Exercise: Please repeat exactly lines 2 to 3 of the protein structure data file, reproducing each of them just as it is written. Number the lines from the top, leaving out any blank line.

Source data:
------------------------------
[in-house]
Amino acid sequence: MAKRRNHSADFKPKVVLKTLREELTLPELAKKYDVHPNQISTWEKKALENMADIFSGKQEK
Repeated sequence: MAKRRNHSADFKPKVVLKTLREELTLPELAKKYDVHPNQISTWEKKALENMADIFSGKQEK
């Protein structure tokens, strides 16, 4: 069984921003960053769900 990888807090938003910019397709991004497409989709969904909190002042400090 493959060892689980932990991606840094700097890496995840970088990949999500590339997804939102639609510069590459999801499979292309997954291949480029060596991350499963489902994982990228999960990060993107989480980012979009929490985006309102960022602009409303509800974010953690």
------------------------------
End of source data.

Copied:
Amino acid sequence: MAKRRNHSADFKPKVVLKTLREELTLPELAKKYDVHPNQISTWEKKALENMADIFSGKQEK
Repeated sequence: MAKRRNHSADFKPKVVLKTLREELTLPELAKKYDVHPNQISTWEKKALENMADIFSGKQEK